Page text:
Back in September, Quadrant writer Geoffrey Luck decided somebody had to say it. “LGBTQIA people are not only not normal, they are not natural,” Luck wrote, repeating something that many people have said, thought, and written, over hundreds of years. Those supporting a Yes vote in the marriage survey, he added, were part of a “totalitarian movement”.
Even at the point of greatest tension and conflict, as former prime ministers make their last ditch interventions and MPs filibuster through the night, advocates on both sides of Victoria’s assisted dying debate say the hugely consequential proposal has been largely absent of this sort of vitriol demonstrated during national marriage equality debate. It passed the lower house this morning 47-37 after a marathon overnight sitting, and will now be debated in the upper house.
One staffer who works for a pro-euthanasia MP in NSW — where new laws are also being debated — told Crikey they are inundated with fury over issues like marriage equality and the Safe Schools program (which has already been dropped in the state) while objections to euthanasia are not accompanied by the same “fire and brimstone shit”. Various supporters of the Victorian bill said they had not seen other conservative talking points about identity politics, free speech, and “cultural Marxism” spill over into the debate.
Some explain the difference by pointing to the political difficulties associated with attacking the sick, generally older faces of the assisted dying campaign.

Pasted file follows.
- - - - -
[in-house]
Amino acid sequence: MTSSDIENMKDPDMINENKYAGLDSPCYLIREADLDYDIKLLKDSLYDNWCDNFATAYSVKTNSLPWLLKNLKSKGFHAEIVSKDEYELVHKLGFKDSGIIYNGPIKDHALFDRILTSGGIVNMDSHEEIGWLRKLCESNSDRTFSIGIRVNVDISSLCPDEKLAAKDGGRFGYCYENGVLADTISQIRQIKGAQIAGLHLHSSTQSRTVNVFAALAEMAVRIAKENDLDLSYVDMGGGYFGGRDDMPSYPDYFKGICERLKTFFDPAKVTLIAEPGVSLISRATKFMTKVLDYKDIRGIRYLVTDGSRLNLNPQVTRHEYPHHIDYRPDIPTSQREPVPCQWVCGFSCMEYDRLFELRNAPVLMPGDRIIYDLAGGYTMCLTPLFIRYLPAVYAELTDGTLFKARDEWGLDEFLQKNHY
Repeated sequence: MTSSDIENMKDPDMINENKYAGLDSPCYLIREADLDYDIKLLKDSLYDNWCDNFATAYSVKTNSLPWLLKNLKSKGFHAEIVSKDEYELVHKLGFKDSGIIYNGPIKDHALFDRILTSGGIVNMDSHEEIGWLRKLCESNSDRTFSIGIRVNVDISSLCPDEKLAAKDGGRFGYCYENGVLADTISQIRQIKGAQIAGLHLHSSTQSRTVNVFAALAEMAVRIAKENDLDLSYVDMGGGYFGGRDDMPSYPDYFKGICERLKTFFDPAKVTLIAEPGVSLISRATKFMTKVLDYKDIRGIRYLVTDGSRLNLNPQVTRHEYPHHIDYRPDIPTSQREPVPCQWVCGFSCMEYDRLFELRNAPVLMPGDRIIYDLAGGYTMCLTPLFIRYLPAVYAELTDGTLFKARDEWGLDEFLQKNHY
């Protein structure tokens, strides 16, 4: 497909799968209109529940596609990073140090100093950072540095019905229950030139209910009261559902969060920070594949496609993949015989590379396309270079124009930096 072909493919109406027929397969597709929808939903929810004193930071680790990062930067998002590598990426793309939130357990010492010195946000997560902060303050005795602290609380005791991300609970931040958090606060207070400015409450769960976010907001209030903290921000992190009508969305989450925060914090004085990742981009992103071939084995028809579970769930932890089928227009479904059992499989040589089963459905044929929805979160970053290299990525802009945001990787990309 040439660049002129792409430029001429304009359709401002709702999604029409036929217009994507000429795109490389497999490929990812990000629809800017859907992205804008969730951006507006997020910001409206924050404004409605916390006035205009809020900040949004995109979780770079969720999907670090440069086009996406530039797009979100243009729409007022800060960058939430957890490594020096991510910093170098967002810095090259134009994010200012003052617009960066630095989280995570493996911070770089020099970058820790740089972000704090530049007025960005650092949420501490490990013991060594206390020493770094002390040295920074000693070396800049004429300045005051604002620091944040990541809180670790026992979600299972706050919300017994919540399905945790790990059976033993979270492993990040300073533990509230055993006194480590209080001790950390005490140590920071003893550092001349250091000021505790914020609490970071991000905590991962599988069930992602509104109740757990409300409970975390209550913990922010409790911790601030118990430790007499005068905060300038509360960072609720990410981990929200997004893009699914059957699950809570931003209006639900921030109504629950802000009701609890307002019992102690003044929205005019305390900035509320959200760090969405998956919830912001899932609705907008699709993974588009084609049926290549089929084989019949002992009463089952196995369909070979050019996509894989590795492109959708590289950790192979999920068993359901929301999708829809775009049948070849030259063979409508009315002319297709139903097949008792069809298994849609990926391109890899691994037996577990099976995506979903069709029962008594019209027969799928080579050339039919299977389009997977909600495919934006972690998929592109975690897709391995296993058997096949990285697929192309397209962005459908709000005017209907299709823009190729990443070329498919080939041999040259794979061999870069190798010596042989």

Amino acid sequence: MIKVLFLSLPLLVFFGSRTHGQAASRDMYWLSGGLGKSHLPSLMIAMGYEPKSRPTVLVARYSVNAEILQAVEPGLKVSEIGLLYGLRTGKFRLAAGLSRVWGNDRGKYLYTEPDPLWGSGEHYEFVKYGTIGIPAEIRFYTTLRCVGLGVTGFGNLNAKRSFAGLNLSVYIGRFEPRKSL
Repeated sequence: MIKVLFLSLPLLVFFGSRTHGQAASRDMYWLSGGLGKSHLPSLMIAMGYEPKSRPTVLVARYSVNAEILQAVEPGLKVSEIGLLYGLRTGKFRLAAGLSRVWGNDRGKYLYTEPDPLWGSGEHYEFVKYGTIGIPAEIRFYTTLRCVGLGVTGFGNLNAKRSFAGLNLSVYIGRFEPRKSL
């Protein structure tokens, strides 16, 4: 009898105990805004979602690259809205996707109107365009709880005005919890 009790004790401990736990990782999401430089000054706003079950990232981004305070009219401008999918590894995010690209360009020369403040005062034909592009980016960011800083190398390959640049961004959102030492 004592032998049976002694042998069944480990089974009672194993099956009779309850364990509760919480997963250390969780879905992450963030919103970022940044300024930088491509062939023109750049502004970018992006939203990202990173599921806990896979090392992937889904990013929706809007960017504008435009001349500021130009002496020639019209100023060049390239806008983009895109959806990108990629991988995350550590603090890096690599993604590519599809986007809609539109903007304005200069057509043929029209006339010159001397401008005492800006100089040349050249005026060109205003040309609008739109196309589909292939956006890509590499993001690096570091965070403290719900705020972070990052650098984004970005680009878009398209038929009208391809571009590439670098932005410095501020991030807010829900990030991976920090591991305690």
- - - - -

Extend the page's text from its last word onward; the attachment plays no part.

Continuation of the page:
“I think we, on the no side, are more careful and empathetic in the [euthanasia debate] than the same-sex marriage one,” Bioethics Professor Margaret Somerville told Crikey. “Especially as those on the yes side of the [euthanasia] debate base their view on terrible personal experiences, and we all have a common goal of the relief of suffering. We just disagree what are and are not ethical ways to do that.”
On top of this, there are structural issues at play. Euthanasia remains a state issue, unable to attract the same broad attention of marriage equality or Safe Schools. The current debate is also playing out in Victoria which, a number of advocates noted, generally sits to the left of Australia’s political centre.
While the marriage equality survey was spawned by internal brawls in the Coalition, the Victorian bill is the result of two significant consultation processes and has the backing of the government.
Yet the major roadblock to assisted dying laws in Australia — like same-sex marriage — is the opposition of religious and conservative groups, and another potential explanation for the less fractious Victorian debate is that groups have been tied-up in the marriage survey.
Reached by phone earlier this week, Victorian director of the Australian Christian Lobby Dan Flynn denied his organisation had been forced to split its resources. The director of media and communications at the Catholic Archdiocese of Melbourne, Shane Healy, told Crikey the Church would not have campaigned any harder against the euthanasia bill if there had not been any marriage survey. The Church sent a pastoral letter to at least a quarter of a million parishioners last week, asking them to “pray” that the bill is defeated.
They’re doing more than just praying, according to euthanasia advocate and Victorian upper house MP Fiona Patten, who said religious figures were playing a role in “intense” lobbying of key Labor and Coalition MPs.
“I’m not seeing men in long black dresses cavorting down the corridors of parliament, this is being done behind the scenes,” she said.
The fact that parliament rather than the public will decide the fate of the Victorian euthanasia proposal also partially explains why the debate has been more contained, with the sledges and slights being delivered directly to MPs behind closed doors — and in erroneously directed text messages.